Two weeks after performing the laser iridotomy in the right eye, the visual acuity with correction was 20/25 OD, and 20/20 OS (as obtained with the refraction at the time of presentation) and his IOP was 16 and 14 mm Hg OS. The patient’s ocular medications included combination timolol/dorzolamide in the right eye and prednisolone acetate in the left eye. Both anterior chambers remained deep and quiet with patent superior laser peripheral iridotomies. At this visit, another UBM was obtained in both eyes followed by a dilated examination in both eyes. The UBM demonstrated stable findings in the left eye. The right eye, in contrast, demonstrated an absence of iris bombé configuration and much wider anterior chamber angle. The central chamber depth was significantly greater measuring 2.7 mm compared with 1.7 mm prior to laser peripheral iridotomy (Fig. 8). The anterior chamber depth in the right eye was now nearly equivalent to the left eye (3.0 mm). A Vossius ring was present to post-dilation in the right eye serving as a reminder of the previously existing pupil block secondary to pupillary iridolenticular adhesions.

50 MHz UBM (Paradigm) Demonstrating the Anterior Chamber Depth Prior to (top) and After (bottom) Laser Peripheral Iridotomy in the Right Eye. Note the Significantly Increased Central Anterior Chamber Depth After the Laser Iridotomy.

Figure 8. 50 MHz UBM (Paradigm) Demonstrating the Anterior Chamber Depth Prior to (top) and After (bottom) Laser Peripheral Iridotomy in the Right Eye. Note the Significantly Increased Central Anterior Chamber Depth After the Laser Iridotomy.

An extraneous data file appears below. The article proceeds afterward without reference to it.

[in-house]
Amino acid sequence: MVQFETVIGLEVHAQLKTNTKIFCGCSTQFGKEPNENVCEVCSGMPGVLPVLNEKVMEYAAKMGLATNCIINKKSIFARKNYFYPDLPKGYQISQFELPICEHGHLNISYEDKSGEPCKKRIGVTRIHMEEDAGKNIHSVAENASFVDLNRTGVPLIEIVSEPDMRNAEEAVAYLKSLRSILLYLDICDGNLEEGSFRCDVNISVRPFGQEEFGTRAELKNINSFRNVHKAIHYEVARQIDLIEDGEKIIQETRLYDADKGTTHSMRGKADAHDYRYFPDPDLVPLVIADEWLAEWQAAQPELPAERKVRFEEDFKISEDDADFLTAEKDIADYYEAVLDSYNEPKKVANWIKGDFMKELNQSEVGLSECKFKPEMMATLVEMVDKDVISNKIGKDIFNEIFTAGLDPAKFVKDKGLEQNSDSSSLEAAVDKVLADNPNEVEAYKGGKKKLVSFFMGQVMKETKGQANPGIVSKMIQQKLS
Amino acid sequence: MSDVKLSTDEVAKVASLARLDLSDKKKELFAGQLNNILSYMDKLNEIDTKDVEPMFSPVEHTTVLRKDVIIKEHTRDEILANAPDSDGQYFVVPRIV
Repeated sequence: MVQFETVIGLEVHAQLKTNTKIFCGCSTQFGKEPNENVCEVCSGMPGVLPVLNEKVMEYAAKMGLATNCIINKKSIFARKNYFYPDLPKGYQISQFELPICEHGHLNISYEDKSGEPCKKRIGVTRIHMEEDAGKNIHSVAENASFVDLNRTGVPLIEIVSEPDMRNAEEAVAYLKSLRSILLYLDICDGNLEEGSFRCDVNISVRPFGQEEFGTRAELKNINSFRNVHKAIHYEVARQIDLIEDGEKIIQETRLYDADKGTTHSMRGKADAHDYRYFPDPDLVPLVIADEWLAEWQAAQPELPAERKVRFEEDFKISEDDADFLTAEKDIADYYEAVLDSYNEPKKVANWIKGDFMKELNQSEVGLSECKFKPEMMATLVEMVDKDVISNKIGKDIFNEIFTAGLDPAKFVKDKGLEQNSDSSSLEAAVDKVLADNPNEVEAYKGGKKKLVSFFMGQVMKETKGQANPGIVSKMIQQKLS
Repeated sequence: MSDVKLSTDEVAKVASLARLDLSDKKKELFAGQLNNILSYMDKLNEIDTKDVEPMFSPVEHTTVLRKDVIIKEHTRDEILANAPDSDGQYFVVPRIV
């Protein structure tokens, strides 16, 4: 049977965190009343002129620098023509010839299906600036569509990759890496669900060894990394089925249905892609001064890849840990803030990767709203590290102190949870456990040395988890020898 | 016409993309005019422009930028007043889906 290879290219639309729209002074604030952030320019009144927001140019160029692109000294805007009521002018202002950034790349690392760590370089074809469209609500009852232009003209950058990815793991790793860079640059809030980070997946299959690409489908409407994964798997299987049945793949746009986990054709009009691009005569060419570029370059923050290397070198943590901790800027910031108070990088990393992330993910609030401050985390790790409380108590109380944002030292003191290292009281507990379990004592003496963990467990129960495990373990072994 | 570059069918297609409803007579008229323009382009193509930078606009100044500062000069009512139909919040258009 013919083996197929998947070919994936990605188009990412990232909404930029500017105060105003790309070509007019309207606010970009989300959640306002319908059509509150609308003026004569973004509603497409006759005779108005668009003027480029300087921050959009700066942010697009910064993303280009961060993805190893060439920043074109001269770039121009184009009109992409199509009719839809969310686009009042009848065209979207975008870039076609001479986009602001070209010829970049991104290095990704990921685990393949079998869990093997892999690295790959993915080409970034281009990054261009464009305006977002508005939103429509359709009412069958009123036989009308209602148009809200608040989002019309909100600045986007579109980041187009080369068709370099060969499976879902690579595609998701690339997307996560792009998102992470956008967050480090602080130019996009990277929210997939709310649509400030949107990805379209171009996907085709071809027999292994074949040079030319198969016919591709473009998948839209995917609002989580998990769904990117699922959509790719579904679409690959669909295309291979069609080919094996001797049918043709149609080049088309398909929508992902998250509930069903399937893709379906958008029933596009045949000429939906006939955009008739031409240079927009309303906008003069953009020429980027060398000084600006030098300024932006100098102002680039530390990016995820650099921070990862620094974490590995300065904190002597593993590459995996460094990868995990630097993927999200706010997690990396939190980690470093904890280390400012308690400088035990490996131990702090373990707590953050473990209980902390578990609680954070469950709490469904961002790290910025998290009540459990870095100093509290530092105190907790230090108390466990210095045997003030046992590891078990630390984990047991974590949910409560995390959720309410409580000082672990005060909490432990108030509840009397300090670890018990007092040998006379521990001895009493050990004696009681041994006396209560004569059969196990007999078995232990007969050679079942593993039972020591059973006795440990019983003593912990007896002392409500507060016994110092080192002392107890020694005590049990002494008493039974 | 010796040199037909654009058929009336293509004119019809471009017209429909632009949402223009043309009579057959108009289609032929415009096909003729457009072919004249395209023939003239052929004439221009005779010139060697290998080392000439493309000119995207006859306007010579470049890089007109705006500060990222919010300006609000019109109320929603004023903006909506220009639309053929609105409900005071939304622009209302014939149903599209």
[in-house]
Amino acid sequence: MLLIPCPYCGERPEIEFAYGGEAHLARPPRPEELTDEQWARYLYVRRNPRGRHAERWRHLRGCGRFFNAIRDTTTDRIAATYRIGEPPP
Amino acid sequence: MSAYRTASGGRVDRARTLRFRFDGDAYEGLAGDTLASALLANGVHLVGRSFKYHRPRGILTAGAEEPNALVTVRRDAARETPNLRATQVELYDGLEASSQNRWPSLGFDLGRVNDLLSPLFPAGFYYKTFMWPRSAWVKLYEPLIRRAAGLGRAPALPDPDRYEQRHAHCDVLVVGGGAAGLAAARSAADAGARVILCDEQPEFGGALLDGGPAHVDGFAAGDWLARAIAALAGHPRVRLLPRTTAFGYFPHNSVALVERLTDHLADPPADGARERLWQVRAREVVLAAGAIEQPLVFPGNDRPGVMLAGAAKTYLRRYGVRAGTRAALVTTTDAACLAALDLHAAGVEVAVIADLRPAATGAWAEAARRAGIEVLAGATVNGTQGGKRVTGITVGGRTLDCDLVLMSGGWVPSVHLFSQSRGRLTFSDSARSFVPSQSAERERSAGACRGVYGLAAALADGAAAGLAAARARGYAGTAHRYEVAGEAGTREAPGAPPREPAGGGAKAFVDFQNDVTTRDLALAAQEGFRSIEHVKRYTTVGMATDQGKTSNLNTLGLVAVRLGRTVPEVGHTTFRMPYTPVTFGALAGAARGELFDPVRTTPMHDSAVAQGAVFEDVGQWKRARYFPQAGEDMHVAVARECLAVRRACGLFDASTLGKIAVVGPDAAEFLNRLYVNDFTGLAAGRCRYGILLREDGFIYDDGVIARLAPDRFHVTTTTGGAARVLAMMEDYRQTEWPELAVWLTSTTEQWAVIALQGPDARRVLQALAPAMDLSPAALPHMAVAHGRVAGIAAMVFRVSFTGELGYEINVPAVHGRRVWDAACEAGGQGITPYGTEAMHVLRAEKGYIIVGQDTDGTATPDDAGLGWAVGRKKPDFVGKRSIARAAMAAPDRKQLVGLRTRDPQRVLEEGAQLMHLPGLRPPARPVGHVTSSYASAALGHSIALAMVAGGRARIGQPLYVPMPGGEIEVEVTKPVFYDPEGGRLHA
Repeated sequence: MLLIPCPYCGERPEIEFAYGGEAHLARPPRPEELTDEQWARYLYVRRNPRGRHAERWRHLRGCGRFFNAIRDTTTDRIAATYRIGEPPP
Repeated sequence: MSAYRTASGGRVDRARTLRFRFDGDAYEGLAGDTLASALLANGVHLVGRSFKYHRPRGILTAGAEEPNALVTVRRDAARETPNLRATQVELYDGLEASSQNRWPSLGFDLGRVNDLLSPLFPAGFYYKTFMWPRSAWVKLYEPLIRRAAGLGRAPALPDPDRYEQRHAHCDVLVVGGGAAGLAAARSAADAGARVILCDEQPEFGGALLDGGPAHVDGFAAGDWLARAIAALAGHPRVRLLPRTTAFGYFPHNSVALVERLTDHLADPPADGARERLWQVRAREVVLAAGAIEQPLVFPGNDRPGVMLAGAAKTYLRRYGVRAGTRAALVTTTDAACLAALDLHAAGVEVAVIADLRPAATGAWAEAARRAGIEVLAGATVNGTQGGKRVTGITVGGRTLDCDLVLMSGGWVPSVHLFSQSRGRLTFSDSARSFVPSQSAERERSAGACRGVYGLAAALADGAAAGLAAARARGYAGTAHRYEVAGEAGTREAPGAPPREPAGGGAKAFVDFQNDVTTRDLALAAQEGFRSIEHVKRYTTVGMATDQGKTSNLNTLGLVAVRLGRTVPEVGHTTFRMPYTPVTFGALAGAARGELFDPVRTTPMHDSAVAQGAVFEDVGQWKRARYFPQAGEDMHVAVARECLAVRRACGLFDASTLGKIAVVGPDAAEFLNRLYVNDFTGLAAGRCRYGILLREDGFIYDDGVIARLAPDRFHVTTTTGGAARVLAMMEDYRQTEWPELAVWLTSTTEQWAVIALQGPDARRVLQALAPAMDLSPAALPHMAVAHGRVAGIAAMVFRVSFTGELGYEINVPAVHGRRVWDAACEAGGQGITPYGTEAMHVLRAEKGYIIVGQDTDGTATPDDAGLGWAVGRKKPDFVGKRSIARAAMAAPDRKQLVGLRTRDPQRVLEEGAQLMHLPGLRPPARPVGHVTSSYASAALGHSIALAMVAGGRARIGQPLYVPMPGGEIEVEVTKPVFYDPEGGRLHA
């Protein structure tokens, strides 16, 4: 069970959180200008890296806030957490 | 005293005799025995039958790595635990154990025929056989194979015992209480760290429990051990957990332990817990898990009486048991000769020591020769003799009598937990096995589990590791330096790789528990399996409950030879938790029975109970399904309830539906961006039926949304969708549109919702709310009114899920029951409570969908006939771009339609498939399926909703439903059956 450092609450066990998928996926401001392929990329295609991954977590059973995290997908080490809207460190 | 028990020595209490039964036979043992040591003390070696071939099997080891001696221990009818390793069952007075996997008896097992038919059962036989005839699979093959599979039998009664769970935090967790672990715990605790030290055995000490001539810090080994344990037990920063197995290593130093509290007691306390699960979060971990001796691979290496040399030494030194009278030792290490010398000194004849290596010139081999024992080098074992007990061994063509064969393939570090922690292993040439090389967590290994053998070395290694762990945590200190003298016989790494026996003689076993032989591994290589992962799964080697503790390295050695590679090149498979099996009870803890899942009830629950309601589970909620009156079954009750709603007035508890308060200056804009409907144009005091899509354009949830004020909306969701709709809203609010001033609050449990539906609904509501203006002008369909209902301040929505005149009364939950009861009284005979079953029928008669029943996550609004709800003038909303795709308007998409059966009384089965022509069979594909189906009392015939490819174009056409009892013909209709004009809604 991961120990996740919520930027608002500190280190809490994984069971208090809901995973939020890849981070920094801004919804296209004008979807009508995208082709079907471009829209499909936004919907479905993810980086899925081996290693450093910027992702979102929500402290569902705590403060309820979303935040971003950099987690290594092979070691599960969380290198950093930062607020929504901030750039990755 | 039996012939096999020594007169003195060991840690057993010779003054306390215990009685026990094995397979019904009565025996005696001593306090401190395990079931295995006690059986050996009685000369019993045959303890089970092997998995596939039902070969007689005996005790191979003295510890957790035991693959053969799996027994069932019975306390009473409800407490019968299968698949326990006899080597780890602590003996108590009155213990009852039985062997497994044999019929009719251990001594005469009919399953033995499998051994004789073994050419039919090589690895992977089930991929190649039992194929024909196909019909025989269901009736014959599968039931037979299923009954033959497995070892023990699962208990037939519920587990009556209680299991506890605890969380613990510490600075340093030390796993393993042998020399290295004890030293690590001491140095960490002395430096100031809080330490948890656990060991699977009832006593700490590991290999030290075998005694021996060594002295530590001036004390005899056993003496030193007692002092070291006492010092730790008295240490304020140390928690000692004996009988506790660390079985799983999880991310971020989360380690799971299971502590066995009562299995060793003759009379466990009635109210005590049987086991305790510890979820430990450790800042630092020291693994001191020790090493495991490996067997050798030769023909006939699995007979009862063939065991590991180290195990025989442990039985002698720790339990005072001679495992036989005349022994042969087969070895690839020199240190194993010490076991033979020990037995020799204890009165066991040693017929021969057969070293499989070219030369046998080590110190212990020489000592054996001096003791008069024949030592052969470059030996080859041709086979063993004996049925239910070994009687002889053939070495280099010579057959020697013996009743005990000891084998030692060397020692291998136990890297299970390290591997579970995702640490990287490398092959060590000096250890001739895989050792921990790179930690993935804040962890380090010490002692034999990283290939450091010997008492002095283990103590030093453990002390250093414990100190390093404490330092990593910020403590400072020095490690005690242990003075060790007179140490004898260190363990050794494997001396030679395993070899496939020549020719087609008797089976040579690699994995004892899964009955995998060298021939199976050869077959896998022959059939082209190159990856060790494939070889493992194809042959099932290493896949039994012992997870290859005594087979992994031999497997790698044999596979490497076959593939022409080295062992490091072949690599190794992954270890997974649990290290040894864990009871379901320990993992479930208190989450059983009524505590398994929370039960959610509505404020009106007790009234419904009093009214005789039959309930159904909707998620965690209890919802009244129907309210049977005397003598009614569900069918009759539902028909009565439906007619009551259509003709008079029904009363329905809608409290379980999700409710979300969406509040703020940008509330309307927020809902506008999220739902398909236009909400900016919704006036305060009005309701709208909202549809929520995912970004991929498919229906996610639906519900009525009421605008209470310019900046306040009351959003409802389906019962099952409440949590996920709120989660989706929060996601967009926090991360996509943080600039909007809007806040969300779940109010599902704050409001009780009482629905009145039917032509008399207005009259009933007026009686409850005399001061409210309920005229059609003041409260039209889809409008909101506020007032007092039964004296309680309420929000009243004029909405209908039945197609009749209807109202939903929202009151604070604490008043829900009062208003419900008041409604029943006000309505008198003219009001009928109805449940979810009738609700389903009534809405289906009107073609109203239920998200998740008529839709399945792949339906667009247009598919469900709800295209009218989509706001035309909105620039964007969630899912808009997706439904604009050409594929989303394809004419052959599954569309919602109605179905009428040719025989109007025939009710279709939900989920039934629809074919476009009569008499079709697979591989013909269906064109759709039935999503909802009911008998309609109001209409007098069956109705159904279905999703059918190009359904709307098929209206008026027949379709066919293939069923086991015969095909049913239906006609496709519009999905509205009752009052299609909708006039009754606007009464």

Discussion

PXF is among the leading causes of secondary open-angle glaucoma. However, PXF can also be associated with progressive angle narrowing and subsequent development of angle closure glaucoma. The incidence of narrow angles in PXF is higher than that in the average population. Clinically apparent PXF material observed by slit lamp or PXF material found on conjunctival biopsy was present in 28.3% of 60 patients with angle closure glaucoma or occludable angles3. The cumulative incidence of angle closure in PXF is estimated to be 2.2%.8

Gonioscopy of 76 patients with PXF, the majority with PXF glaucoma, demonstrated occludable angles in 18% of examined patients.7 In another study, the incidence of occludable angles was 23% in a group of 100 patients.5 Tarkkanen found the incidence of occludable angles to be 15% in patients with PXF glaucoma and 6% in individuals PXF without glaucoma.6 The results from these earlier studies, however, could have been affected by the presence of pharmacologic therapy with miotics. PXF patients who were not on any medical therapy had a 9.3% incidence of occludable angles.8

The etiology for this increased incidence of narrow and occludable angles has not been well characterized. With simple anatomic narrow angles, the underlying cause is a shorter axial length with a more crowded anterior chamber angle.1,11,12 Although biometry was not obtained, the average refractive error in PXF patients with occludable angles was observed to be +3.13 +/– 2.05 compared with +0.36 +/– 2.81 in patients with non-occludable angles.8 This suggests that PXF patients with occludable angles are more hyperopic. Although this group of PXF patients may, therefore, have an anatomic predisposition, this hypothesis was not confirmed by axial length measurements. Furthermore, the overall refractive error in the PXF population in this study was not hyperopic and the mechanism may therefore be independent of PXF. Bartholomew compared the anterior chamber depth between normals and PXF and found no difference.13 Forsius et al. similarly found no difference in anterior chamber depth in eyes with or without PXF.14 In contrast, Gharagozloo et al.15 found a smaller anterior chamber volume in eyes PXF vs controls. Larger studies evaluating axial lengths and refractive error in the PXF population remain to be performed.